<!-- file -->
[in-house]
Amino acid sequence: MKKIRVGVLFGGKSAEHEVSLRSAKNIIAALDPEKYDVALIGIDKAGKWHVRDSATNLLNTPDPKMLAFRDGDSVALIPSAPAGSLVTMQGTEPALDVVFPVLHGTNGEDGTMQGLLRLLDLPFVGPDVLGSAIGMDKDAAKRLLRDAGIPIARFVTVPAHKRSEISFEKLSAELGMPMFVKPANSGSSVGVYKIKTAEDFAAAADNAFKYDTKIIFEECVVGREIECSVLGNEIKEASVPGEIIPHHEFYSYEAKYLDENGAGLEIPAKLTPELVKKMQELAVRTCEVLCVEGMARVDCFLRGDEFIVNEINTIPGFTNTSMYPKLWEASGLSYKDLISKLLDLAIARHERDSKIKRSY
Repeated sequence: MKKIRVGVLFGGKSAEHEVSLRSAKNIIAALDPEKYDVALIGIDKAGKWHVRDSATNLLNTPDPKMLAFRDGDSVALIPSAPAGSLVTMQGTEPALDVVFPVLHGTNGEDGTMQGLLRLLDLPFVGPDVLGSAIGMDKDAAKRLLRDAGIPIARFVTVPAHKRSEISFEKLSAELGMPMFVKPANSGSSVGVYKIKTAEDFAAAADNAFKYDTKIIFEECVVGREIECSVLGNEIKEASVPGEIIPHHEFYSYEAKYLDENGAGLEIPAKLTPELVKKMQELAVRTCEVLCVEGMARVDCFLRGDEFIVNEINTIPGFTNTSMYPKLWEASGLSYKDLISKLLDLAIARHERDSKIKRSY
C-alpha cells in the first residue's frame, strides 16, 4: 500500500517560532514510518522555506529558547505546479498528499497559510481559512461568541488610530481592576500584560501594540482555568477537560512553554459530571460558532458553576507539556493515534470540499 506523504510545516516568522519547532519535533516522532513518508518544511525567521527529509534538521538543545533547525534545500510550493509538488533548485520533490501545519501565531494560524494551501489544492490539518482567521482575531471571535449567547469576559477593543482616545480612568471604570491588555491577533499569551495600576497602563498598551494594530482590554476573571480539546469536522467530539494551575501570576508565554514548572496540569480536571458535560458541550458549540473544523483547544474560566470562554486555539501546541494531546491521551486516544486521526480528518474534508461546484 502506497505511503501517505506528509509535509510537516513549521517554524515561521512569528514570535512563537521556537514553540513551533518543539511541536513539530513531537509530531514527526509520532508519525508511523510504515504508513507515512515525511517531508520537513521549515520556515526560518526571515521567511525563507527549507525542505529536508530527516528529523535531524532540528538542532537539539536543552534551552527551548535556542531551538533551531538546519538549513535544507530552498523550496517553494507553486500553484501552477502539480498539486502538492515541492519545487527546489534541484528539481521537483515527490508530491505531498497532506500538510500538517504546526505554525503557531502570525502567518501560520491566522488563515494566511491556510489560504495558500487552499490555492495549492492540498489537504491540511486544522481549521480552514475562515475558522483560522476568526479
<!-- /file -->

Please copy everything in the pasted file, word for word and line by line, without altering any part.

[in-house]
Amino acid sequence: MKKIRVGVLFGGKSAEHEVSLRSAKNIIAALDPEKYDVALIGIDKAGKWHVRDSATNLLNTPDPKMLAFRDGDSVALIPSAPAGSLVTMQGTEPALDVVFPVLHGTNGEDGTMQGLLRLLDLPFVGPDVLGSAIGMDKDAAKRLLRDAGIPIARFVTVPAHKRSEISFEKLSAELGMPMFVKPANSGSSVGVYKIKTAEDFAAAADNAFKYDTKIIFEECVVGREIECSVLGNEIKEASVPGEIIPHHEFYSYEAKYLDENGAGLEIPAKLTPELVKKMQELAVRTCEVLCVEGMARVDCFLRGDEFIVNEINTIPGFTNTSMYPKLWEASGLSYKDLISKLLDLAIARHERDSKIKRSY
Repeated sequence: MKKIRVGVLFGGKSAEHEVSLRSAKNIIAALDPEKYDVALIGIDKAGKWHVRDSATNLLNTPDPKMLAFRDGDSVALIPSAPAGSLVTMQGTEPALDVVFPVLHGTNGEDGTMQGLLRLLDLPFVGPDVLGSAIGMDKDAAKRLLRDAGIPIARFVTVPAHKRSEISFEKLSAELGMPMFVKPANSGSSVGVYKIKTAEDFAAAADNAFKYDTKIIFEECVVGREIECSVLGNEIKEASVPGEIIPHHEFYSYEAKYLDENGAGLEIPAKLTPELVKKMQELAVRTCEVLCVEGMARVDCFLRGDEFIVNEINTIPGFTNTSMYPKLWEASGLSYKDLISKLLDLAIARHERDSKIKRSY
C-alpha cells in the first residue's frame, strides 16, 4: 500500500517560532514510518522555506529558547505546479498528499497559510481559512461568541488610530481592576500584560501594540482555568477537560512553554459530571460558532458553576507539556493515534470540499 506523504510545516516568522519547532519535533516522532513518508518544511525567521527529509534538521538543545533547525534545500510550493509538488533548485520533490501545519501565531494560524494551501489544492490539518482567521482575531471571535449567547469576559477593543482616545480612568471604570491588555491577533499569551495600576497602563498598551494594530482590554476573571480539546469536522467530539494551575501570576508565554514548572496540569480536571458535560458541550458549540473544523483547544474560566470562554486555539501546541494531546491521551486516544486521526480528518474534508461546484 502506497505511503501517505506528509509535509510537516513549521517554524515561521512569528514570535512563537521556537514553540513551533518543539511541536513539530513531537509530531514527526509520532508519525508511523510504515504508513507515512515525511517531508520537513521549515520556515526560518526571515521567511525563507527549507525542505529536508530527516528529523535531524532540528538542532537539539536543552534551552527551548535556542531551538533551531538546519538549513535544507530552498523550496517553494507553486500553484501552477502539480498539486502538492515541492519545487527546489534541484528539481521537483515527490508530491505531498497532506500538510500538517504546526505554525503557531502570525502567518501560520491566522488563515494566511491556510489560504495558500487552499490555492495549492492540498489537504491540511486544522481549521480552514475562515475558522483560522476568526479